President Muhammadu Buhari on Wednesday said that the damages and more havoc from the lingering Russia-Ukraine war further justifies Nigeria’s resolute calls for a nuclear-free world.
HausaToday reports that the Nigerian leader stated this on Wednesday (today) while delivering a speech at the 77th United Nations General Assembly (UNGA77) in New York.
Speaking before his counterparts forming the UNGA77 body, President Buhari said it is necessary to discourage the proliferation of nuclear weapons and universal Arms Trade Treaty.
Doing these according to him will do well in preventing global human disasters.
“In this regards we must find quick means to reach consensus on the Nuclear non-proliferation Treaty with related commitments by nuclear weapon states,” the Nigerian president said.
He added: “I remain firmly convinced that the challenges that have come so sharply into focus in recent years and months emphasize the call by Nigeria and many other Member-States for the reform of the Security Council and other United Nations Agencies.
“We need more effective and representative structures to meet today’s demands that have since outgrown a system designed for the very different world that prevailed at its foundation in 1945. Change is long overdue.”
Congratulations To Csaba Korosi
On behalf of Nigeria, President Buhari congratulated the newly elected UNGA77 president, Csaba Korosi.
Buhari said Korosi is deserving of the new leadership role, and assured the leader of the full support and cooperation of the Nigerian delegation throughout his tenure.
He said: “I commend your predecessor, His Excellency Abdullah Shahid, for the many remarkable achievements of the General Assembly under his leadership during these challenging times.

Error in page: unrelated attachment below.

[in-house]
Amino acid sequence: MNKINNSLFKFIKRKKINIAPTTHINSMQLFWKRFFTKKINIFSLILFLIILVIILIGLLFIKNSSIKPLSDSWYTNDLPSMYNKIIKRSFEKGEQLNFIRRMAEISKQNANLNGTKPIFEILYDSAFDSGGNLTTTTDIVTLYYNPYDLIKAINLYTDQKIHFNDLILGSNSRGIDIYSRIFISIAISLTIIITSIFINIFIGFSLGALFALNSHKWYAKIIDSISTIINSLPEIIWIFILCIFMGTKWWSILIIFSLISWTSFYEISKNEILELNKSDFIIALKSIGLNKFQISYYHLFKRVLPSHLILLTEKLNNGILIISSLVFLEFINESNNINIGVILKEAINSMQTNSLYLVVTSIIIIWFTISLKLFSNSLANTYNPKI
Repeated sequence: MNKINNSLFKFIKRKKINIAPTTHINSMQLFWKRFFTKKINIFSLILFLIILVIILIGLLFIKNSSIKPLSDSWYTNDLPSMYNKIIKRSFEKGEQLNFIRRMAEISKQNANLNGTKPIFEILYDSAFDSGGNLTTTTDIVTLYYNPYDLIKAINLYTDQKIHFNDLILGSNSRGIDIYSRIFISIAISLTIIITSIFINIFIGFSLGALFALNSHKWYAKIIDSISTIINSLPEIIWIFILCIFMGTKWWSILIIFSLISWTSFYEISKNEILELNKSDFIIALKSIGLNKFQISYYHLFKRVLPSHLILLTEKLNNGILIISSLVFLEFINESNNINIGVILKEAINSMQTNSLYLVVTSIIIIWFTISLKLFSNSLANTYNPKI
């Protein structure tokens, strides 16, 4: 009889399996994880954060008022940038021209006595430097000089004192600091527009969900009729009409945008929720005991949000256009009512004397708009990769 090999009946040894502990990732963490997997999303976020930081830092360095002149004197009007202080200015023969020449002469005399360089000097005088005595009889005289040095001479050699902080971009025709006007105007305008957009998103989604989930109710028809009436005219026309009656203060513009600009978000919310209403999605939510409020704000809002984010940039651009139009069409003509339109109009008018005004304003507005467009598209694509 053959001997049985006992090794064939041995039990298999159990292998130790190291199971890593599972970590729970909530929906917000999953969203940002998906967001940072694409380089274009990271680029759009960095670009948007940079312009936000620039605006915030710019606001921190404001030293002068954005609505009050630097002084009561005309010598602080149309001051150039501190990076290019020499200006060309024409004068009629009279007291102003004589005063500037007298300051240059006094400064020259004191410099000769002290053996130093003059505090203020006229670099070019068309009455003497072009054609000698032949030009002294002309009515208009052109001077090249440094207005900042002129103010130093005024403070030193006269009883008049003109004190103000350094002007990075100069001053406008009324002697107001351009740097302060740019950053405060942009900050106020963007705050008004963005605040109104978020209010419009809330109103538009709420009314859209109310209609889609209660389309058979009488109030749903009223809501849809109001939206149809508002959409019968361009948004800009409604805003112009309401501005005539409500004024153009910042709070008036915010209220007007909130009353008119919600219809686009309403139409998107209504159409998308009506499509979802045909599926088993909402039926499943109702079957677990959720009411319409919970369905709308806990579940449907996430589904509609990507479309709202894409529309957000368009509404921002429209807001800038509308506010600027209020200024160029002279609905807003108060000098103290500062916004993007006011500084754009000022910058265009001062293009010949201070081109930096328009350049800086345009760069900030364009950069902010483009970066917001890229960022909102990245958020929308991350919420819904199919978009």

“May I also congratulate the Secretary-General, Mr. Antonio Guterres on his ceaseless and untiring efforts to promote peace, security and development, very much in line with his exalted role.”
I Could Have Addressed The Assembly In 1984
Buhari noted at the assembly that the first time he could have been privileged to address the Assembly in that manner was in 1984 when he was the Military Head of State of the Federal Republic of Nigeria.
He said: “Thirty-one years later, I had the great privilege to personally address the Assembly in 2015, as the democratically-elected President of my country. As I approach the end of my second and final four-year term, I am reminded of how much has changed in Nigeria, in Africa, and in the world, and yet, how some challenges remain.
“We are now more severely tested by these enduring and new global challenges, paramount among which are conflicts increasingly being driven by non-state actors, proliferation of Small Arms and Light Weapons, terrorism, violent extremism, malignant use of technology, climate change, irregular migration, and disparities in opportunities for improved standards of living.”
UN Can Be Strong
The Nigerian leader despite the challenging international environment, said the United Nations has proved that it can be strong when the will of its members is harnessed for positive collective action.
The guiding principle of this extraordinary institution according to him, is the promotion of peace and security, development and human rights.
“Latest in a chain of events challenging these principles is the Ukraine conflict which has already created strains that are perhaps unprecedented for a generation.
“Such a conflict will have adverse consequences for us all, hindering our capacity to work together to resolve conflicts elsewhere, especially in Africa, the Middle-East and Asia. Indeed, the ongoing war in Ukraine is making it more difficult to tackle the perennial issues that feature each year in the deliberations of this Assembly, such as nuclear disarmament, the right of the Rohingya refugees to return to their homes in Myanmar, and the Palestinians’ legitimate aspirations for statehood and reduction of inequalities within and amongst nations,” he said.
Buhari stressed that there is the need for more effective and representative structures to meet today’s demands that have since outgrown a system designed for the very different world that prevailed at its foundation in 1945. Change is long overdue.